The contrast presented in Proverbs 28:19 is emphatic. The first line presents a rebellious people without care or concern for God's word who have cast off all restraint, and who move toward chaos and destruction. The second line presents an obedient people who love and keep God's law, who govern themselves by the teaching of Scripture, and who prosper in all things.
Application of Proverbs 29:18
Proverbs is a book of international wisdom literature that calls on the nations to walk in the fear of God. It applies the righteous standard of the law of Moses to all the nations of the earth.5 Accordingly, Proverbs 29:18 speaks with power to all nations today. We are taught by it that there are two kinds of people, two kinds of cultures, two kinds of societies. There is the people where there is no vision; and there is the people where the law of God is known and obeyed. There is the culture of death where the people have cast off restraint and are governed by their passions; and there is the culture of life where people are governed by the word of God. There is the society that is characterized by lawlessness and chaos; and there is the society that is characterized by law and godly order.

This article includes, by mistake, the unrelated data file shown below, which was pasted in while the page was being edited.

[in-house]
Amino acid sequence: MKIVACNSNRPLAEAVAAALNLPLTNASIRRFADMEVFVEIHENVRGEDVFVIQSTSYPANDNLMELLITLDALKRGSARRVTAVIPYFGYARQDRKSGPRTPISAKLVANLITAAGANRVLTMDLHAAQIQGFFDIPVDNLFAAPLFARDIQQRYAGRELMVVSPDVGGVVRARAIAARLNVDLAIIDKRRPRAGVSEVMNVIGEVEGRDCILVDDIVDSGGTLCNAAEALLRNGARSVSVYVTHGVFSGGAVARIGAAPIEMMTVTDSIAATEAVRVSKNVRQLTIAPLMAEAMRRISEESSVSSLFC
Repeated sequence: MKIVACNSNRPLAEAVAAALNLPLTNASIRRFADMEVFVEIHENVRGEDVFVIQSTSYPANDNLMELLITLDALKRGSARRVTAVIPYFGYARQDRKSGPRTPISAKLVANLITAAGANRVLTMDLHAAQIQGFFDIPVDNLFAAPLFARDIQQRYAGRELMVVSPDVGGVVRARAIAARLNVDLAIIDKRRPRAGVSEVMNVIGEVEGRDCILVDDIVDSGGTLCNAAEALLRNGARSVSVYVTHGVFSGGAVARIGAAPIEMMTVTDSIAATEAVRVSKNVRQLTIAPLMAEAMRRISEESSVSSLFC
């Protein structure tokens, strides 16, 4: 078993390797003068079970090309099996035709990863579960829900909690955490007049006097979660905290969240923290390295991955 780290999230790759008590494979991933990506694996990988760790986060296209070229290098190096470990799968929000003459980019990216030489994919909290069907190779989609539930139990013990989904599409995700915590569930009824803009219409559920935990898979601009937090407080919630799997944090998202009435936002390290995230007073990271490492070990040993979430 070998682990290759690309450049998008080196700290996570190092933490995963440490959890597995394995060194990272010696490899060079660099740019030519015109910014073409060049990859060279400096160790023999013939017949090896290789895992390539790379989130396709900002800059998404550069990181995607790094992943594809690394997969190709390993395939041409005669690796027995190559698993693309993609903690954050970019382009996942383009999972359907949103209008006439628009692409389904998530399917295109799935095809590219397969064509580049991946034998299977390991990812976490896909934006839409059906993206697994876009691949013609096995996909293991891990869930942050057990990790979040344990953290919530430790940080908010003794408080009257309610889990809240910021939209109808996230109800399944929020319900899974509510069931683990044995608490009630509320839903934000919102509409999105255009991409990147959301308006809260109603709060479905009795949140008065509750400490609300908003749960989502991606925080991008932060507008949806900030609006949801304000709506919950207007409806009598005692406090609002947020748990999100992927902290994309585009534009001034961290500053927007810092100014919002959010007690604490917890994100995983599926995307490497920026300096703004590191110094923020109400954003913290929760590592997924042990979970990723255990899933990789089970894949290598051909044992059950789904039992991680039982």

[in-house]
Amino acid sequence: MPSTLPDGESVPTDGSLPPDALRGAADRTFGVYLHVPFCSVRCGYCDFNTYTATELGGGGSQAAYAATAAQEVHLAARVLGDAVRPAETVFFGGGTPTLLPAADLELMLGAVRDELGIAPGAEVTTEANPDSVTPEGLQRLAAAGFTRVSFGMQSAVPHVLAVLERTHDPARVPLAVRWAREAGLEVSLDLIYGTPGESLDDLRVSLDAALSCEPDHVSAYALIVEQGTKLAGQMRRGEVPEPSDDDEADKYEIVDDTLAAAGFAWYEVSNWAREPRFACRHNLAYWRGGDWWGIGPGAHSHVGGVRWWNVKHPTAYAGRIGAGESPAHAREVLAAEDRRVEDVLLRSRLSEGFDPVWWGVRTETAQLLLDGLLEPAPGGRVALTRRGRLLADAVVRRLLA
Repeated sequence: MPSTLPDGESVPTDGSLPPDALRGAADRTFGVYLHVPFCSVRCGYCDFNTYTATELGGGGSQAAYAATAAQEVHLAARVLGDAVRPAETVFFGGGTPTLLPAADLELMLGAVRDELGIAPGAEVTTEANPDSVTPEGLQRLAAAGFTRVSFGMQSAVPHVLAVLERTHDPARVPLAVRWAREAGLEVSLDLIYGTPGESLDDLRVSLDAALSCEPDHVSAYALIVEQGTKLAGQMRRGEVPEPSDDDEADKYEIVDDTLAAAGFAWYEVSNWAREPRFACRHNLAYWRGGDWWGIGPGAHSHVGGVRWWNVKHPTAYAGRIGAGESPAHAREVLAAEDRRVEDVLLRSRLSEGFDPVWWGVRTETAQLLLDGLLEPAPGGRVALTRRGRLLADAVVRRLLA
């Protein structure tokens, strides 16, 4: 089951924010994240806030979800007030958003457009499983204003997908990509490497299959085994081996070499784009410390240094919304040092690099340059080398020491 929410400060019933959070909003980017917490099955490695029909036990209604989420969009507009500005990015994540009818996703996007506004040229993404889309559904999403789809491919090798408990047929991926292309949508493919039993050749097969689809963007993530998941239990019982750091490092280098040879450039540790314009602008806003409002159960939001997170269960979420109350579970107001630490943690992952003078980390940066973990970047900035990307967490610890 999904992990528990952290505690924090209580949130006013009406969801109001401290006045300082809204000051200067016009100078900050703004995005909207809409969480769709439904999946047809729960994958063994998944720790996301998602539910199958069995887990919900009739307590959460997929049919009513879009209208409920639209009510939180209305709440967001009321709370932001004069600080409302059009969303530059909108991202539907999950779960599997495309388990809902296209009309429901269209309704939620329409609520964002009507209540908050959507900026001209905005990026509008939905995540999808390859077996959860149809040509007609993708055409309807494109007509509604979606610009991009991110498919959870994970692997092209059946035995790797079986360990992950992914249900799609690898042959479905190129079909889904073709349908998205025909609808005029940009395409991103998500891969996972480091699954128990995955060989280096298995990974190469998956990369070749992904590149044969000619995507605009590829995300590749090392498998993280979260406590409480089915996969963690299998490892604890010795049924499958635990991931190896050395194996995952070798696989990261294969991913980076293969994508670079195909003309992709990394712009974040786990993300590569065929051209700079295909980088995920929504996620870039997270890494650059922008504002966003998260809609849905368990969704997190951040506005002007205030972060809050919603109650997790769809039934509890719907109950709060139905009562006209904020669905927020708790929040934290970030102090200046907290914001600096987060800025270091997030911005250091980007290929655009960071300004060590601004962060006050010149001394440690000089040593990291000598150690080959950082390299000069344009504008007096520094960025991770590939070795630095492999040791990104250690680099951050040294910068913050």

The fearful thing is that today the nations of the earth are best represented by the people "where there is no vision," including the nations of the once-Christian West. As the word of God is increasingly excluded from all spheres of life, we find ourselves as a people who increasingly cast off all restraint, and thus descending into chaos and destruction. The United States was once known as a people who governed themselves in accord with the word of God. There was unprecedented liberty, prosperity, and justice in America; but this is no longer the case. We are a people who have rejected the word of the Lord, and there is little or no "vision" in family, church, and state. We are governed by our passions; we are marked by violence, sexual perversion, and social chaos. We promote lawlessness by our laws. We have cast off the restraint of God's law, so we legalize the killing of our unborn children, and call it choice; we condone homosexual perversion, and call it an alternative lifestyle; we glorify violence, and call it entertainment. We are rapidly losing our liberty, and stand on the verge of anarchy or tyranny.6 The truth of Proverbs 29:18 is inescapable: where there is no vision, the people "let loose" and give reign to unbridled passions. It is God's law, or moral and social chaos.